Because He died in our place, bearing our sins and the penalty those sins deserved, we have the promise that our sins are forgiven, fully atoned for, even if we don’t see it. Because He rose from the dead, conquering sin, death and the devil, we have the promise that we, too, will be raised from the dead to live with Him for all eternity when He returns. Because Jesus ascended to heaven and is currently living and reigning over all creation from the Father’s right hand, we have the promise that He has prepared a place for those who trust His promises. We cannot presently, physically see how these things can be, but with the eyes of faith, we trust that they are, and that they will be. Faith in Jesus knows fully that what Isaiah saw will come to pass. Weak hands and feeble knees will be strengthened. The anxious will be strong and fearless. The blind will see, the deaf will hear, the lame will leap, the mute will sing, and the dead will rise in Christ.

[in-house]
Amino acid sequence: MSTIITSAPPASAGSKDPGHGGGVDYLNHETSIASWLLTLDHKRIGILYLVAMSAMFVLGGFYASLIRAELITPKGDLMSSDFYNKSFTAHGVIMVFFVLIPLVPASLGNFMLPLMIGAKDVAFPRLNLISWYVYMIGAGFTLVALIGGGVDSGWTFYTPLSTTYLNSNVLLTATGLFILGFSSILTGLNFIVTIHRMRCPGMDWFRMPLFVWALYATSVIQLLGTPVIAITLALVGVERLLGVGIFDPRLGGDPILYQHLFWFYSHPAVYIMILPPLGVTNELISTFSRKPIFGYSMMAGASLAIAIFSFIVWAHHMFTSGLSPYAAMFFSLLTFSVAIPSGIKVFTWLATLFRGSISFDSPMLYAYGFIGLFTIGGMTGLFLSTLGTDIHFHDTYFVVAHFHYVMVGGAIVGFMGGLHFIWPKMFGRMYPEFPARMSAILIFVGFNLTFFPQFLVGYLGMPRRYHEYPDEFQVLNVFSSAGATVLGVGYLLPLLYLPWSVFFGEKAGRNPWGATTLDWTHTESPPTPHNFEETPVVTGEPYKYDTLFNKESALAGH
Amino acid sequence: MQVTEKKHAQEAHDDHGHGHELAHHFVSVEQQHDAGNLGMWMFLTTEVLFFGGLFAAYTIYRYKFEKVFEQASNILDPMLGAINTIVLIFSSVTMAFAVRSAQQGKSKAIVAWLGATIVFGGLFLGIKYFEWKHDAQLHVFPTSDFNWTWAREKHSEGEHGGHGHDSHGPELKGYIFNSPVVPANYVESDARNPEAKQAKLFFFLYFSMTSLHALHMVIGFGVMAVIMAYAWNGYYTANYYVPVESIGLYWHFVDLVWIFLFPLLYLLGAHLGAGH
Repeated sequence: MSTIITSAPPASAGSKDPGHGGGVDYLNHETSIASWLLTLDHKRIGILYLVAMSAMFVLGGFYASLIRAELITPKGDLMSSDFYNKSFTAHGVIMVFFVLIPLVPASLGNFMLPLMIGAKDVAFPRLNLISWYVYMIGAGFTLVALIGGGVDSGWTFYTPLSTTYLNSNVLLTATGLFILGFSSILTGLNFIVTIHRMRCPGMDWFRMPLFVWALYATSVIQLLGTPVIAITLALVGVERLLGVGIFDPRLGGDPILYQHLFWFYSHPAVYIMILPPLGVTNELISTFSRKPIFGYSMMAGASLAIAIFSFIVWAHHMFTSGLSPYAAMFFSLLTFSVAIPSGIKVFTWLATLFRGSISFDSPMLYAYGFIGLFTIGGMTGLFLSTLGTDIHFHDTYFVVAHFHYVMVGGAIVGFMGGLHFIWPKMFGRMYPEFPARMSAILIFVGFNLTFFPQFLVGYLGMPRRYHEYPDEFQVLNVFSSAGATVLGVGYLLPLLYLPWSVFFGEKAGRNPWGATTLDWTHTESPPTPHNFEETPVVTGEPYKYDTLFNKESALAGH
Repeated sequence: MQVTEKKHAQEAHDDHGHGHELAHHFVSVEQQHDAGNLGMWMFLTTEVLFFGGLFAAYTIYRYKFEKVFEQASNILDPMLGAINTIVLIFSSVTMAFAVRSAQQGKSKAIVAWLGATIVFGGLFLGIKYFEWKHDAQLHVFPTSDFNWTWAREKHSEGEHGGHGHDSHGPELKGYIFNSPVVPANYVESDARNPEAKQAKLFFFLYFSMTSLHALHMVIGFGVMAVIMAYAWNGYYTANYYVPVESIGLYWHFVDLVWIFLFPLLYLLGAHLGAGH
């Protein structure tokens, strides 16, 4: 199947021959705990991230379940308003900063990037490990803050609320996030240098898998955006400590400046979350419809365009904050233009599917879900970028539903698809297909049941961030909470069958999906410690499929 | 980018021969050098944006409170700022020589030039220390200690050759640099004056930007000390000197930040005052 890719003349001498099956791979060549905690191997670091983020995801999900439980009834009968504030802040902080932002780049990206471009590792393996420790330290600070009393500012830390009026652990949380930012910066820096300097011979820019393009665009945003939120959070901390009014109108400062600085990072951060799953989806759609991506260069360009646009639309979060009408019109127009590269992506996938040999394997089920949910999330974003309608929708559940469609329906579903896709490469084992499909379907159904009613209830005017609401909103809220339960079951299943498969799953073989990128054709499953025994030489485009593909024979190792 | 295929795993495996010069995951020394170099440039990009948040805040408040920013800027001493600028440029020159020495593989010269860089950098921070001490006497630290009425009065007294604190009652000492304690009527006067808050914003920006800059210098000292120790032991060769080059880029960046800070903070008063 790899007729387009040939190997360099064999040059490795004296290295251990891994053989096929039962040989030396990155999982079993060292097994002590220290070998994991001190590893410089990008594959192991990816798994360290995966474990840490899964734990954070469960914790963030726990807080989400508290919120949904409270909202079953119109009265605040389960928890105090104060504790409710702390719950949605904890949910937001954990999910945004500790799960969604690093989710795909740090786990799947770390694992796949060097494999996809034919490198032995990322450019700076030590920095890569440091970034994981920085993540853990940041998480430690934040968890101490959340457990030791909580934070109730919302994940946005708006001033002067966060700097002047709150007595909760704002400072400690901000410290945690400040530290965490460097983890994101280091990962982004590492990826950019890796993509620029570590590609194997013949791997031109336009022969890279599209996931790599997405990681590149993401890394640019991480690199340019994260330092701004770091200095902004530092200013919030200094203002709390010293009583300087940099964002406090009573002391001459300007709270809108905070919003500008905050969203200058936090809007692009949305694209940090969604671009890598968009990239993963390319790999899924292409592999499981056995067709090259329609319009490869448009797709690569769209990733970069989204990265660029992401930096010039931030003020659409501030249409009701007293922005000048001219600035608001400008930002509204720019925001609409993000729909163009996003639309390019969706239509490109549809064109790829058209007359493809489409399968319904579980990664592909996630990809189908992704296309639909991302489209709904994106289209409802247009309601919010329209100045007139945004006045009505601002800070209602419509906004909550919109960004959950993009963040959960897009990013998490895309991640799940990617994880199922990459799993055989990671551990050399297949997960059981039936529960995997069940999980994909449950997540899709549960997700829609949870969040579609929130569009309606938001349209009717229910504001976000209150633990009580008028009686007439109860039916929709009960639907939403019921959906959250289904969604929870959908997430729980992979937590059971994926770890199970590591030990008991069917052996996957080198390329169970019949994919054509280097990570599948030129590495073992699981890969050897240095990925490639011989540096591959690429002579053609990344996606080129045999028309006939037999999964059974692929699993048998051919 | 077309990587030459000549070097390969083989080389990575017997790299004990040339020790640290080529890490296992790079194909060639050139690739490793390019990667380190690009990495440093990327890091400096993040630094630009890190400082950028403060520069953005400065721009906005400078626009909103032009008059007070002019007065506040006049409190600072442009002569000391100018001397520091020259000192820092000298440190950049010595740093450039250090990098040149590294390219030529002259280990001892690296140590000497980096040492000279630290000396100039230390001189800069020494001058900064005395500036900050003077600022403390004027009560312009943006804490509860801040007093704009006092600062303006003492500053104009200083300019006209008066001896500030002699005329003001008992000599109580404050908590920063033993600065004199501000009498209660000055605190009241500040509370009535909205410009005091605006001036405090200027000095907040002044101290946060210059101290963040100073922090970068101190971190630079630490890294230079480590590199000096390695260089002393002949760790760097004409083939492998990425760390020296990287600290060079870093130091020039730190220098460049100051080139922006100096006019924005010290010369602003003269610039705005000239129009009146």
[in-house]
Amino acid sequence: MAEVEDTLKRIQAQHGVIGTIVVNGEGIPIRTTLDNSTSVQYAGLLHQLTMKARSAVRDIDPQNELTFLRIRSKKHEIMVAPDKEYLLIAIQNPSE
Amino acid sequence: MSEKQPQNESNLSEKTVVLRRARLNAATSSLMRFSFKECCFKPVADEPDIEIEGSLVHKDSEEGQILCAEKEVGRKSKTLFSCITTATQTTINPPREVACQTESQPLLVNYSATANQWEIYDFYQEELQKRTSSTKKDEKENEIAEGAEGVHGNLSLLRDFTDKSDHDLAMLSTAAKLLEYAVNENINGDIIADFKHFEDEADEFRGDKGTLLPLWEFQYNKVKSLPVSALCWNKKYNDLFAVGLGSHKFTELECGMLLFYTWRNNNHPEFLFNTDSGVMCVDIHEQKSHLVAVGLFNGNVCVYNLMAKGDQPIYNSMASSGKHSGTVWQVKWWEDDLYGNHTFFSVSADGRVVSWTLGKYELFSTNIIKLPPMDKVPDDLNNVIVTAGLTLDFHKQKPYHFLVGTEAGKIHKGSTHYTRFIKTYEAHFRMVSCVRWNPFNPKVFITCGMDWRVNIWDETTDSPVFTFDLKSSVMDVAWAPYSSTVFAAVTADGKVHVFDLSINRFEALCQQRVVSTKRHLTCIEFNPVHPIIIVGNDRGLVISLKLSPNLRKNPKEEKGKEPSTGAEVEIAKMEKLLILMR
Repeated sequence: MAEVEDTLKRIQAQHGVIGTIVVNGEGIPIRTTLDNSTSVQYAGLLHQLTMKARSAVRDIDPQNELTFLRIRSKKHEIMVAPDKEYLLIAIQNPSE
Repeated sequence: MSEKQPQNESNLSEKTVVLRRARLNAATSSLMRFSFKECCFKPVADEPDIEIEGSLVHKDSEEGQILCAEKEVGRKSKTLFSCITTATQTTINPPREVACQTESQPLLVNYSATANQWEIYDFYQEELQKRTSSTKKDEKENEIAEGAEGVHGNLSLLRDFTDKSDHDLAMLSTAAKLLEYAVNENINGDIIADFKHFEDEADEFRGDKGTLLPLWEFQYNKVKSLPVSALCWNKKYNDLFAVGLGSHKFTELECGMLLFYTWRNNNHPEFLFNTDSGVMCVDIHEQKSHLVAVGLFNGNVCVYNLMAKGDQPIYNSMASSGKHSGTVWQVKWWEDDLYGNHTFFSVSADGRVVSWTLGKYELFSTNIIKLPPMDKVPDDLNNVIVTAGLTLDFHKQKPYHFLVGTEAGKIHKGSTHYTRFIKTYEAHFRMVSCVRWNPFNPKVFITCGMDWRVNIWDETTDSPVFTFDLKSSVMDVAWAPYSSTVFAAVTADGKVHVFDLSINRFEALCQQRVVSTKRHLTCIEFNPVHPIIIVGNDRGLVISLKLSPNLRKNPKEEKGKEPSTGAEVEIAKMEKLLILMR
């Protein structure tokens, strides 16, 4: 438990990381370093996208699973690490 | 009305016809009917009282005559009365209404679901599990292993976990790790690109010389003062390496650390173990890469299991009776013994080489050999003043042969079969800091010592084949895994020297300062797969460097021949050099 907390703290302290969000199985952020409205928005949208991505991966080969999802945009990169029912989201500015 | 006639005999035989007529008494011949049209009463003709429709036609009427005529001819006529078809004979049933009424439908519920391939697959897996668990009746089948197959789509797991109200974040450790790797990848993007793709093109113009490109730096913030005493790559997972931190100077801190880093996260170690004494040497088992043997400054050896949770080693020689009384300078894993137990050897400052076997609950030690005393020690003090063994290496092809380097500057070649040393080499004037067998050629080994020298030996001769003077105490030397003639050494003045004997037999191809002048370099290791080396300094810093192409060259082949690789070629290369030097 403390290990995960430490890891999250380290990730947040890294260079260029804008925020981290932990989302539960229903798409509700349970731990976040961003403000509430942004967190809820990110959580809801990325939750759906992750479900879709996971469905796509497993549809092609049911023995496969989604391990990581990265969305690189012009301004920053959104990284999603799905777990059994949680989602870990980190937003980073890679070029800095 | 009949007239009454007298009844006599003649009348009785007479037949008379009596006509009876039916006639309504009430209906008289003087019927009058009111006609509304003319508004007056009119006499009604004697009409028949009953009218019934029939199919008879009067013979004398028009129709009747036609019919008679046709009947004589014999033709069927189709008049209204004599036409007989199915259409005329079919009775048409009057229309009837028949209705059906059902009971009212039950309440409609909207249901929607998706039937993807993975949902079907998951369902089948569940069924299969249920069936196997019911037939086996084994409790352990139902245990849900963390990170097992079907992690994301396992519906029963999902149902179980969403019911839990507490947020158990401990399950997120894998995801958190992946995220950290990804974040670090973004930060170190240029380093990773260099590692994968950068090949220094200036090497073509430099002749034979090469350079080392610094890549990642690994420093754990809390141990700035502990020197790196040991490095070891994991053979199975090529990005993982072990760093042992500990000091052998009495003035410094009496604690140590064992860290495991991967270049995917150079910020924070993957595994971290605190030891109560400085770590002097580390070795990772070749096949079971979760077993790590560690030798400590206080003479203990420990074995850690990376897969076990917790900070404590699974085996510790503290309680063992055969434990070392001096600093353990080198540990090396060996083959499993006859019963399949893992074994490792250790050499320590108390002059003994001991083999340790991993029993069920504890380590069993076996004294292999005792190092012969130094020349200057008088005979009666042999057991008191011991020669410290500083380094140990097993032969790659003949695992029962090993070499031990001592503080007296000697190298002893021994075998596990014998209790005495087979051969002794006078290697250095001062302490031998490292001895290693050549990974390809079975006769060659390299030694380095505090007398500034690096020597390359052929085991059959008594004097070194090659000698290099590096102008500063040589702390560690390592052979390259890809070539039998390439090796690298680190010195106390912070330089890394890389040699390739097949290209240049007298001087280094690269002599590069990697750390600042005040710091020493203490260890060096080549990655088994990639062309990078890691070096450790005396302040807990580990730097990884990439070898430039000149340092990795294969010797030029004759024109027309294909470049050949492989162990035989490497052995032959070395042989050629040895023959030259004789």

Our issues, the difficulties and trials that we’ve been facing as St. James specifically and the Church at-large, are nothing to sneeze at. They are real, raw, and painful, and we don’t have any promise that the burden will be lifted or that easier times will come. What we do have … are eyes of faith, which trust the promises that God has given us in Christ Jesus. Because of that, we can face it all, and nothing will take those promises away from us. In spite of what our human eyes see and the hardships we face, I can confidently say to all of you, “Be strong; fear not! Behold, your God will come with vengeance, with the recompense of God. He will come and save you.”

+ In the name of the Father, Son, and Holy Spirit. + Amen.